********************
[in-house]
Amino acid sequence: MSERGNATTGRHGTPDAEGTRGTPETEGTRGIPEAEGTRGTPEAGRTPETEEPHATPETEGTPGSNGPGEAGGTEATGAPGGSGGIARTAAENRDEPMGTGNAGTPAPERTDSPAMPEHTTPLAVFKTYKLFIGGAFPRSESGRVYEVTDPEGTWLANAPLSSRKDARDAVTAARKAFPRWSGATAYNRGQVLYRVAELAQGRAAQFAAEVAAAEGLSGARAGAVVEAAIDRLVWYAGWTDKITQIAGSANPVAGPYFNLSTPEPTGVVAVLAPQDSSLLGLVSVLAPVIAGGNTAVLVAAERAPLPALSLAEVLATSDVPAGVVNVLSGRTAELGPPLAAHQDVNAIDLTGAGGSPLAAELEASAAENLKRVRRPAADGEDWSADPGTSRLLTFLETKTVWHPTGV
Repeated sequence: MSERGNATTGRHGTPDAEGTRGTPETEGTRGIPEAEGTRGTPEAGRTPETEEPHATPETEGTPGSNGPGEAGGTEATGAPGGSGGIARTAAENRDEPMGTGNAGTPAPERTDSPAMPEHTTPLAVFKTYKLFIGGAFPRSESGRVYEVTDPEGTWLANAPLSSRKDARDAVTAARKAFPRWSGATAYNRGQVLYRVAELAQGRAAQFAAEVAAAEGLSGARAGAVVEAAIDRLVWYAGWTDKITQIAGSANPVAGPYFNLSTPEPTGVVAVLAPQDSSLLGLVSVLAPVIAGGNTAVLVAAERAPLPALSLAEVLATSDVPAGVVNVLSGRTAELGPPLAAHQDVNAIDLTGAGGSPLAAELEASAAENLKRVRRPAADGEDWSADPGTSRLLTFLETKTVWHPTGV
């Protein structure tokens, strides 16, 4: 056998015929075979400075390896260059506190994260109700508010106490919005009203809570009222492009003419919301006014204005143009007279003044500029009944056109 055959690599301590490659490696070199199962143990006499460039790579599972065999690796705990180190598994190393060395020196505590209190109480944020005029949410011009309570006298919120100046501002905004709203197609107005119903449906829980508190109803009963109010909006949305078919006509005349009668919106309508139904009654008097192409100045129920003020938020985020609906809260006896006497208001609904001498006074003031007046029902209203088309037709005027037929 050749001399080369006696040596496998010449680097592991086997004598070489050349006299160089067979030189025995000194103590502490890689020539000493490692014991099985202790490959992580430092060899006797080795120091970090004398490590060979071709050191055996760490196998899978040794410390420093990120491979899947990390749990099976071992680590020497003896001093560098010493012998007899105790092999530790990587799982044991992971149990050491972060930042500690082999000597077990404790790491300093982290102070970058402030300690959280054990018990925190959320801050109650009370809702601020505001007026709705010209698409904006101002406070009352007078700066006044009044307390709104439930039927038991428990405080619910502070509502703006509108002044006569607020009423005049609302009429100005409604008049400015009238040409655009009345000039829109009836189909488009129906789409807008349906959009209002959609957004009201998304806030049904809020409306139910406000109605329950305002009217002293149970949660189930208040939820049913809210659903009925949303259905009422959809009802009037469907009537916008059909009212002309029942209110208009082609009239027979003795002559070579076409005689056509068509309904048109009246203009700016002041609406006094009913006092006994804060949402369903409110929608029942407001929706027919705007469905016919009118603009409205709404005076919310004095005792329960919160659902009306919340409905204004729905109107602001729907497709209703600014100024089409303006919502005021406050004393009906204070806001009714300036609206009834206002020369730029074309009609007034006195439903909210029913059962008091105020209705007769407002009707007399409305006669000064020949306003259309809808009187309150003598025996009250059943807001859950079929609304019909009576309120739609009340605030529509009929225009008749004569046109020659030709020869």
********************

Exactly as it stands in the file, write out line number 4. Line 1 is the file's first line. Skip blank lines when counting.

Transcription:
């Protein structure tokens, strides 16, 4: 056998015929075979400075390896260059506190994260109700508010106490919005009203809570009222492009003419919301006014204005143009007279003044500029009944056109 055959690599301590490659490696070199199962143990006499460039790579599972065999690796705990180190598994190393060395020196505590209190109480944020005029949410011009309570006298919120100046501002905004709203197609107005119903449906829980508190109803009963109010909006949305078919006509005349009668919106309508139904009654008097192409100045129920003020938020985020609906809260006896006497208001609904001498006074003031007046029902209203088309037709005027037929 050749001399080369006696040596496998010449680097592991086997004598070489050349006299160089067979030189025995000194103590502490890689020539000493490692014991099985202790490959992580430092060899006797080795120091970090004398490590060979071709050191055996760490196998899978040794410390420093990120491979899947990390749990099976071992680590020497003896001093560098010493012998007899105790092999530790990587799982044991992971149990050491972060930042500690082999000597077990404790790491300093982290102070970058402030300690959280054990018990925190959320801050109650009370809702601020505001007026709705010209698409904006101002406070009352007078700066006044009044307390709104439930039927038991428990405080619910502070509502703006509108002044006569607020009423005049609302009429100005409604008049400015009238040409655009009345000039829109009836189909488009129906789409807008349906959009209002959609957004009201998304806030049904809020409306139910406000109605329950305002009217002293149970949660189930208040939820049913809210659903009925949303259905009422959809009802009037469907009537916008059909009212002309029942209110208009082609009239027979003795002559070579076409005689056509068509309904048109009246203009700016002041609406006094009913006092006994804060949402369903409110929608029942407001929706027919705007469905016919009118603009409205709404005076919310004095005792329960919160659902009306919340409905204004729905109107602001729907497709209703600014100024089409303006919502005021406050004393009906204070806001009714300036609206009834206002020369730029074309009609007034006195439903909210029913059962008091105020209705007769407002009707007399409305006669000064020949306003259309809808009187309150003598025996009250059943807001859950079929609304019909009576309120739609009340605030529509009929225009008749004569046109020659030709020869």